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The Italian Region of Cilento is Cinematic, Spectacular and Undiscovered

The Italian Region of Cilento is Cinematic, Spectacular and Undiscovered

From a piazza in the town of Castellabate on the Cilento coast of Italy, you may lift your eyes over the rim of your cappuccino and drink in a panorama of sky and Mediterranean Sea from Salerno to the Gulf of Policastro. Looking way, way down, a fruited plain of vineyards, lemon trees and white fig stretches to the flanks of green mountains decked with wisps of vapor.

Standing at the same point in 1811, Napoleon’s brother in law, appointed King of Naples in the early 19th century, uttered words that the town has engraved on its town hall: “Qui no si muore.” Roughly, Here you do not die.

Of course, people do die in the Cilento, a region south of the Amalfi Coast. But they also live longer than most, thanks to the Mediterranean Diet, first studied in these parts. It is more accurate to say that here, eternal life is a more appealing proposition.

Last spring, I decided to explore Italy’s second largest national park, the Cilento, Vallo di Diano and Alburni National Park, which encompasses both sea and mountains, and its environs, on foot. I made the town of Acciaroli my home base, from an Airbnb with a bedroom window that opened on the port. My goal was to “staccare la spina,” or unplug, in Italian. It was early May, no summer crowds. At dawn, cooing doves and trilling Eurasian blackbirds woke me. I swam in the cold, silvery bay, grabbed a caffe macchiato at one of the port bars, donned hiking boots and, armed with a guidebook called “Secret Campania,” and a trekking app called Komoot, set off in my rented manual Fiat Panda.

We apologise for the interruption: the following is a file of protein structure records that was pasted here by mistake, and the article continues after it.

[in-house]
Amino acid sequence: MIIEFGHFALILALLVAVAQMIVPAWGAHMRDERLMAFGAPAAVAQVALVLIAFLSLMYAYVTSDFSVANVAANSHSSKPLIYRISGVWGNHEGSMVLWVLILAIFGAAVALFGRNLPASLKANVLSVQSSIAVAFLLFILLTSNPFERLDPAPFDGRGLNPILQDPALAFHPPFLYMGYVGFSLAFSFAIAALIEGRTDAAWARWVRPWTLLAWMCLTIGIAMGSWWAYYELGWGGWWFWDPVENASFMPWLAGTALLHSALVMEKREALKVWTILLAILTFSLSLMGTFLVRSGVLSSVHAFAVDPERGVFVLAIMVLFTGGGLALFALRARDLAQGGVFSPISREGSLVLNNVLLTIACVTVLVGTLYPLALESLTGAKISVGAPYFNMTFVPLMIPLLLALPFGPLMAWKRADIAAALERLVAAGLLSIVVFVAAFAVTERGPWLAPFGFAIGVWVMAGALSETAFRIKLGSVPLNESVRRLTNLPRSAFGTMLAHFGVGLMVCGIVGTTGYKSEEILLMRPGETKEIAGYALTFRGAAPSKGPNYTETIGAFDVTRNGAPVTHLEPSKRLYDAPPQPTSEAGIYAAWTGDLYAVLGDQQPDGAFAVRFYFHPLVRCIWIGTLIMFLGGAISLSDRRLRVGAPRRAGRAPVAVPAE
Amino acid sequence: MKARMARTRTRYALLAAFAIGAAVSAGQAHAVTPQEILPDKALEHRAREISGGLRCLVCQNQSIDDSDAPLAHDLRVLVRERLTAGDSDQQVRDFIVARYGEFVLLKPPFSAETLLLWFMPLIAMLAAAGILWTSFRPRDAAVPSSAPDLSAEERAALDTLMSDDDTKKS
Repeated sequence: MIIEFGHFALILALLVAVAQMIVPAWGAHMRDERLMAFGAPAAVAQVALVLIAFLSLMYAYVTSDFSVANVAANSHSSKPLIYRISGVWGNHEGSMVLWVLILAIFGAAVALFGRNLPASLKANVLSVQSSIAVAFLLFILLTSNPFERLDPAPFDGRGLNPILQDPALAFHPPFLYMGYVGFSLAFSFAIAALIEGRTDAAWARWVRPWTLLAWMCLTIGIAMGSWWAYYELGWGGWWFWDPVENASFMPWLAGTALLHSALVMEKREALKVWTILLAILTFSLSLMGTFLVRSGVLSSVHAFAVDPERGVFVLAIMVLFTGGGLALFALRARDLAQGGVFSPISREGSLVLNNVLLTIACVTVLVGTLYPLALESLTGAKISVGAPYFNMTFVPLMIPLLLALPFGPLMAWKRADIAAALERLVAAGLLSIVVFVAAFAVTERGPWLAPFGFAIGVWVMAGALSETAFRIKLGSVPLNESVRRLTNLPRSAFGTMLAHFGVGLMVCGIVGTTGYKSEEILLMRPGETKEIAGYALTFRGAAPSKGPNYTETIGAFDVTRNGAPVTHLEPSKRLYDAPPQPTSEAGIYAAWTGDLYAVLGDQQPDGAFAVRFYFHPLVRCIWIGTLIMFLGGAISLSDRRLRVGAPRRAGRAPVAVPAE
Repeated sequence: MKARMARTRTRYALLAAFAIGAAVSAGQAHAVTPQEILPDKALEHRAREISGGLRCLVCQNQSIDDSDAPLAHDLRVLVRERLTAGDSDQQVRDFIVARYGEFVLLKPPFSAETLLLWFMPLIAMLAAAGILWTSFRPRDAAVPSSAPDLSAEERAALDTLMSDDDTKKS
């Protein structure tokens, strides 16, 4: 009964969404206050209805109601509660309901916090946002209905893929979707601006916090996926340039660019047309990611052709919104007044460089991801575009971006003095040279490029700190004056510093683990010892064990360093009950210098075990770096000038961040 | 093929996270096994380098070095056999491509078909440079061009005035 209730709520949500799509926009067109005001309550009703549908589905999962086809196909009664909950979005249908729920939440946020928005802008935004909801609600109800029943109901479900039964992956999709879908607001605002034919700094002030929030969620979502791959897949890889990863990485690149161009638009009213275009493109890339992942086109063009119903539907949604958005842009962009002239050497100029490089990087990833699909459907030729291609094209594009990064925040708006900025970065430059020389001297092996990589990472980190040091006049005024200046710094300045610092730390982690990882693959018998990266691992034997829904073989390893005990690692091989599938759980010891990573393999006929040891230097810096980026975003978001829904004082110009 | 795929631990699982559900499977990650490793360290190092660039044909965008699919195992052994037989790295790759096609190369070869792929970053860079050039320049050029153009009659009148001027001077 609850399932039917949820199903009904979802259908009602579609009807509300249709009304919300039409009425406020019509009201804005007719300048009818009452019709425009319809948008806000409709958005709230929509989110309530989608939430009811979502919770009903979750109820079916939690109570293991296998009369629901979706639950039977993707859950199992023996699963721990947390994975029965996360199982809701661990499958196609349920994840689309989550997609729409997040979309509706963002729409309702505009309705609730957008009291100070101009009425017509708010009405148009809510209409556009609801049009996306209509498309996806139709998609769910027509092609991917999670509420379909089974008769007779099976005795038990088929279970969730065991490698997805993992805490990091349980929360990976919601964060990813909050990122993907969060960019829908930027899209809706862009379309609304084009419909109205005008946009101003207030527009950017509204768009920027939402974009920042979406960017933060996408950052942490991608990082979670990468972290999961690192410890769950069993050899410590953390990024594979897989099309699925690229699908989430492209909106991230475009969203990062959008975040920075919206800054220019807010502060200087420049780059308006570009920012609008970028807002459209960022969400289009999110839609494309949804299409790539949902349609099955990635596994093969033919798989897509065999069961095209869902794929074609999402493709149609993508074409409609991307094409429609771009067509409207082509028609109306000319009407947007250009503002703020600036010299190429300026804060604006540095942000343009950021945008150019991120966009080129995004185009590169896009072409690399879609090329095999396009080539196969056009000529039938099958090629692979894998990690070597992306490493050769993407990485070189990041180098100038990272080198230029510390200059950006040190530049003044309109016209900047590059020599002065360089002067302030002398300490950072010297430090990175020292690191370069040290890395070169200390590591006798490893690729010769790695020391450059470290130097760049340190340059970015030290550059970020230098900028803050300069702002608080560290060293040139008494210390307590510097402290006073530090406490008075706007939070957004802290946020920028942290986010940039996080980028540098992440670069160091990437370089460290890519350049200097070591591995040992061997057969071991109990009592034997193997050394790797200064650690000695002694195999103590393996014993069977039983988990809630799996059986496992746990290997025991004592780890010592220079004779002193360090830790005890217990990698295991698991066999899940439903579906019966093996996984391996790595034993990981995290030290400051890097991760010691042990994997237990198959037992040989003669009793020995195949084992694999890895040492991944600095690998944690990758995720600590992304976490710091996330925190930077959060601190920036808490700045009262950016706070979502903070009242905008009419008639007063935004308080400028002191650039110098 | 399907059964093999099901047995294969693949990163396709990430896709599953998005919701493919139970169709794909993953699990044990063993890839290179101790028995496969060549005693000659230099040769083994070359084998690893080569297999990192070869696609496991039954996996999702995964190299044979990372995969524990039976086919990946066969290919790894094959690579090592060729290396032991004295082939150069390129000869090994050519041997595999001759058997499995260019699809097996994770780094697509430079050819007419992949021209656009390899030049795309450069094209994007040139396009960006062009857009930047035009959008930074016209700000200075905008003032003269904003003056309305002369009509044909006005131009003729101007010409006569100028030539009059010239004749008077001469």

One of the great things about Italy, for non-Italians anyway, is how easily one slides into the sense of being in a movie. Driving the Via Bacco e Cerere east from the sea into the Alburni mountain, downshifting up switchbacks with puffy clouds casting shadows on towering white cliffs, I felt like Ms. James Bond.

The scenery is cinematic, the views spectacular, the water wine-dark, but the Cilento is not as internationally popular as the Italian playgrounds of Capri and Positano. It is a rather well-kept secret. Here the same sun and sea can be had at a fraction of the cost, along with important Greek ruins, wild nature, curious legends and medieval religious sanctuaries.

Americans are rare in these parts. Many of the residents don’t speak English. A raffish vibe appeals to a certain type: Ernest Hemingway hung out with fishermen around here. After World War II, the American Army doctor Ancel Keys stumbled into the region,…

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